Autobio, Health, Pain, Psychology

Aquatic Physical Therapy is My New BFF

person feet dipping on pool
Photo by Nadine Wieser on

So, life has been challenging this summer. My back has not been playing nice, which means my house is a disaster, my productivity has been dismal, and my blog neglected. But, I just finished six weeks of aquatic physical therapy, and my body is feeling so much better. Of course, then my husband gave me a cold, so another week got lost, but it’s almost run its course. Life, right?

So now that I have less pain than I have in a good year and a half at least, the next challenge is to continue the program on my own at my local community center. The cold isn’t helping with that, but I did go once in the last week and have it scheduled for Friday. I can do this. I can do this. I can do this. (Yeah, motivation is not my default setting, so I’m going to need a lot of visualization!)

I keep thinking that I wished I tried aquatic therapy sooner, but that leads me nowhere. Maybe it wouldn’t have been as helpful at another time. There is no way to know and no way to redo that past, so I’m leaving those thoughts and focusing on how well it worked this time.

And remembering how good my body feels after most therapy sessions. I’ve got to be realistic, though: there’s always one now and again that doesn’t go smoothly. If I pretend otherwise, which I like to do, I am going to let the disappointing sessions wear down my resolve to keep at it.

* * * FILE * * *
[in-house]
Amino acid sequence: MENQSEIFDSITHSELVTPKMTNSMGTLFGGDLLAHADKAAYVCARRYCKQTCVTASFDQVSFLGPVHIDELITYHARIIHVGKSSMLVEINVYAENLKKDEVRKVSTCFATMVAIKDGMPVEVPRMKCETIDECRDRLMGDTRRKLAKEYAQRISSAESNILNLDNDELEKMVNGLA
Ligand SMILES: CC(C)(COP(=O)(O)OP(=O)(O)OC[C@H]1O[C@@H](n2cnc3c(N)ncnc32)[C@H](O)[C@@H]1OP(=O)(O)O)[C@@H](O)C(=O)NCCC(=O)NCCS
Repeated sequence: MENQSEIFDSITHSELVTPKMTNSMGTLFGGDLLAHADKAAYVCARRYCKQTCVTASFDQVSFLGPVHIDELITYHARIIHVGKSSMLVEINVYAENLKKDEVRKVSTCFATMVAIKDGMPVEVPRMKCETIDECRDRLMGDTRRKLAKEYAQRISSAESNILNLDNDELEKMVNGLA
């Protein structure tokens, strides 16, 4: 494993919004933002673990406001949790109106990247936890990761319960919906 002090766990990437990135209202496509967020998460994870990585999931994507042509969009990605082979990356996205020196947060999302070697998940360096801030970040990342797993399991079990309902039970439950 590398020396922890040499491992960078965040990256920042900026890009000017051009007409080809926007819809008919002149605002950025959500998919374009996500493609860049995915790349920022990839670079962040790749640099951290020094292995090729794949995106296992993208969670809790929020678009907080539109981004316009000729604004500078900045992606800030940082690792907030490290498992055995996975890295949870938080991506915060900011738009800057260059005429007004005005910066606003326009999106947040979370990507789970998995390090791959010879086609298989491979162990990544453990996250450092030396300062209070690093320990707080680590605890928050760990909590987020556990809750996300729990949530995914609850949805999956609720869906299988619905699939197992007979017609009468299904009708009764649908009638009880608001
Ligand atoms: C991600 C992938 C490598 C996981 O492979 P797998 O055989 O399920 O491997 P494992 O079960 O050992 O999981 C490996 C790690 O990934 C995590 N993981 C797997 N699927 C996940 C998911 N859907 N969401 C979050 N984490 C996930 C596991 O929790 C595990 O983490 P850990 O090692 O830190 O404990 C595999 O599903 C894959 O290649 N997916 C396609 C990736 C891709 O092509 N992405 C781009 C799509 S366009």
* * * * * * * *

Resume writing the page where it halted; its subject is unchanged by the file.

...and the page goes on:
landscape nature forest trees
Not the waterfall in question, but it’s something like this one. Photo by Gratisography on

To help me stay motivated, I created two goals that I really want to achieve. First, I want to be able to go hiking again. I realize that 10-mile treks might not ever be possible again (but who knows!), but if I can do three or four, that would be awesome. I particularly want to be able to hike to a waterfall about an hour outside the city I live in.

Second, I want to attend a week-long camping festival with my friends. I have not been able to camp comfortably for some time, and I’ve avoided dealing with this issue because until the past year, I’ve been unwilling to admit to myself that I am, barring a new medical breakthrough, partially disabled for life. So instead of avoiding the issue, I am embracing it.

A little research showed me how far the “glamping” movement has brought tent camping. I was raised as a super rustic camper. Campgrounds were for wusses. No electricity or running water for my family. We dug our own bathroom site or found a log. The stream was our shower. This caused an inherent disdain for glamping within me, which was another hang up to get over. But I’ve done it.

person holding white ceramic mug
Photo by Studio 7042 on

I got a nice, supportive raised air mattress on Amazon Prime day for a steal. I tested it out and it was pretty comfortable and definitely much easier to get into and out of than my traditional air mattress bought nine years ago.

Turns out that Coleman now makes tents that have hinged doors. This means I won’t need to stoop down to unzip a tent door, which is a movement that is difficult, especially when I’m still in the morning or after a day of a lot of activity. Several models are now on my watch list.

And there are other accessories to make camping run smoother. Solar showers, raised camp stoves, solar power devices, etc.

I’ve got my wishlist and my vision. Now to keep working out in that pool.


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